Food, Home & Lifestyle
Bread as Art: Decorating Your Loaves
Lesson time 13:45 min
Poilâne has a rich history of collaboration with artists, including Apollonia’s father’s friendship with Dalí. Apollonia reflects on the relationship between bread and art, and shows you how to embellish loaves with leaves, roses, and letters.
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Topics include: Leaves · Hearts & Roses · Wheat Chaffs · Letters
APOLLONIA POILANE: In the 1930s, Saint-Germain-des-Prés, where our first bakery is located, was an area with artists and craftsmen. And it was known to be this very Bohemian, philosophical neighborhood. My grandfather started baking and exchanging bread for arts. The artists came to the bakery, would have a loaf of bread painted, and then eat the bread. This bartering has become a tradition that's ongoing. The back room of our bakery is clad with the paintings, the drawings, some photography, and even some ceramics of those works. My father carried on the tradition. He met Salvador Dalí in the late '60s, and he used to say that my father was his favorite living Frenchman. One day, Salvador Dalí asked my father to make a whole bedroom made out of bread. So my father made a bed, he made the chandelier. And since that time, in the back room of rue de Cherche-Midi, we've had a bread chandelier brighten up the room. I think for Poilane, the art and bread link has always been something that has fed our sour dough. [MUSIC PLAYING] At the bakery, we have some bakers that are absolute artists and who know how to craft the most intricate decorations. These are things we do daily at the bakery, and it has become a tradition and part of our identity. We bake decorated loaves for every occasion. And if you come in the bakery on a typical day, you will have a bread that will reflect what time of the year we were at. I put on my gray jacket, and the reason I put this on is because this jacket was given by my father when I was 14 years old. He taught me how to make these little bread decorations. In this chapter, I will teach you how to use bread dough as an art medium to create bread decorations, whether you use them for a special occasion or, say, placeholders for a dinner. The bread decorations I have in front of me can be very simple-- a leaf or a little heart. You also have some more elaborate ones, like these little wheat ears, the roses, the little birds, or some more intricate ones, like letters. The dough we're using here is fortified dough. It's a piece of dough to which you add flour to the point that you're not able to mix more into it. This way, it doesn't grow in the oven. Once baked, it will look like this decorated loaf or like these decorations. It won't move because the glutens would otherwise make the decorations blow up. So you can take your piece of your dough that you've left aside and add some flour until it becomes resistant to more. Use your rolling pin and roll it out. You will want to do some doughs very thin. They're almost sheet of paper like or like a leaf. Some a little thicker will allow you to have a good base to add some more decorations on them. And yet, some thicker ones will help you create thicker decorations, like little wheat ears. To make these decorations, you need a good and sharp knife, water, and a little brush to keep the dough hydrated. This is very much key. You need to keep it hydra...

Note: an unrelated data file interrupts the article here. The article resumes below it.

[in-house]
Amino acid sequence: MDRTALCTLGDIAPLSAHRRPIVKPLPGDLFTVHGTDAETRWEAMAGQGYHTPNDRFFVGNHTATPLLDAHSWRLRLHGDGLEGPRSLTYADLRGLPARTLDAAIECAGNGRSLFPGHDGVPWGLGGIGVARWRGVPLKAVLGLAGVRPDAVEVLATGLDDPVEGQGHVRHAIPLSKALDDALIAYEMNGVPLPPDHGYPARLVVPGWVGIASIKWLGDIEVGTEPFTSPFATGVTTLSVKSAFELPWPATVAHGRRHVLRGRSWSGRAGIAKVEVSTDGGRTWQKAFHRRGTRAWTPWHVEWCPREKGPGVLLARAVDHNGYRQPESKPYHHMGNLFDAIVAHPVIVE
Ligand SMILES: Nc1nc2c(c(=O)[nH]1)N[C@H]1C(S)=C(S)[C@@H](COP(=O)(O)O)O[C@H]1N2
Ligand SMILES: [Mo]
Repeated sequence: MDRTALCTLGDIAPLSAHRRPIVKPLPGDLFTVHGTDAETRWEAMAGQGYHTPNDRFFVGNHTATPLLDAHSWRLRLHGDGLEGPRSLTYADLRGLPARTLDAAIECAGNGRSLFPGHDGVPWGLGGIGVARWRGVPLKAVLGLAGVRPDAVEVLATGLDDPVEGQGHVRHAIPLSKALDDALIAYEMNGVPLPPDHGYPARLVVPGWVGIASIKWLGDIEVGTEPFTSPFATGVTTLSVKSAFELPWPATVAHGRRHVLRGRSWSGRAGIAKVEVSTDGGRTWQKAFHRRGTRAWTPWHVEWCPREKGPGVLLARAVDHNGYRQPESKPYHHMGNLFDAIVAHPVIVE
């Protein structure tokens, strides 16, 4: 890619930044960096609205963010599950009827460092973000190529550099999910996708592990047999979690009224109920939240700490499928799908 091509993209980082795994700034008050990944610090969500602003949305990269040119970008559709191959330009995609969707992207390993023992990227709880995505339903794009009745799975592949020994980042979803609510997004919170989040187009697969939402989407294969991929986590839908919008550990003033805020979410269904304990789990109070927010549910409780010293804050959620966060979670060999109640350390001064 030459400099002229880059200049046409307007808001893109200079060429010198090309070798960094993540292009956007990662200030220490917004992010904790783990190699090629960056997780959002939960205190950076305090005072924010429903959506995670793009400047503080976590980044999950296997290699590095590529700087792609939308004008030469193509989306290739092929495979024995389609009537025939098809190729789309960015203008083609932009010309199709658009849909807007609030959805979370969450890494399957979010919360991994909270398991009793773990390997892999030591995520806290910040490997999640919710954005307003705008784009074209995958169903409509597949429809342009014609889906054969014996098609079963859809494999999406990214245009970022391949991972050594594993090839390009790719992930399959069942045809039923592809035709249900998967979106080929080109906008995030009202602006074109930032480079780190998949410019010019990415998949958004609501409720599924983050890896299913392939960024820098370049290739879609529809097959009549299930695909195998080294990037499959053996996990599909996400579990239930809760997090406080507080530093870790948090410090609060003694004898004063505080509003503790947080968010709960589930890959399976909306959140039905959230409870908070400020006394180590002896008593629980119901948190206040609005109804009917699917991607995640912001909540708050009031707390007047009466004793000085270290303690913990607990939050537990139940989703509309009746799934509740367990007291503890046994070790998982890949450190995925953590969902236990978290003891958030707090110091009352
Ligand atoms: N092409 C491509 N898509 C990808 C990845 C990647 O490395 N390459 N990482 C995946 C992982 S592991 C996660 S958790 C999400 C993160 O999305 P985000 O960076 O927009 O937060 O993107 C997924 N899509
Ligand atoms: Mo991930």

About the Instructor
As a third-generation baker and CEO of the renowned Parisian bakery Poilâne, Apollonia Poilâne keeps time-honored traditions alive with every loaf. Now she’s sharing the joy of making bread from scratch with her recipes and hands-on demonstrations. Learn how to make your own starter and a variety of French breads, including rustic wheat, rye, and brioche. Taste, smell, and feel your way to fresh, warm bread at home.
Featured Masterclass Instructor
Poilâne CEO Apollonia Poilâne teaches the renowned Parisian bakery’s philosophy and time-tested techniques for baking rustic French breads.Explore the Class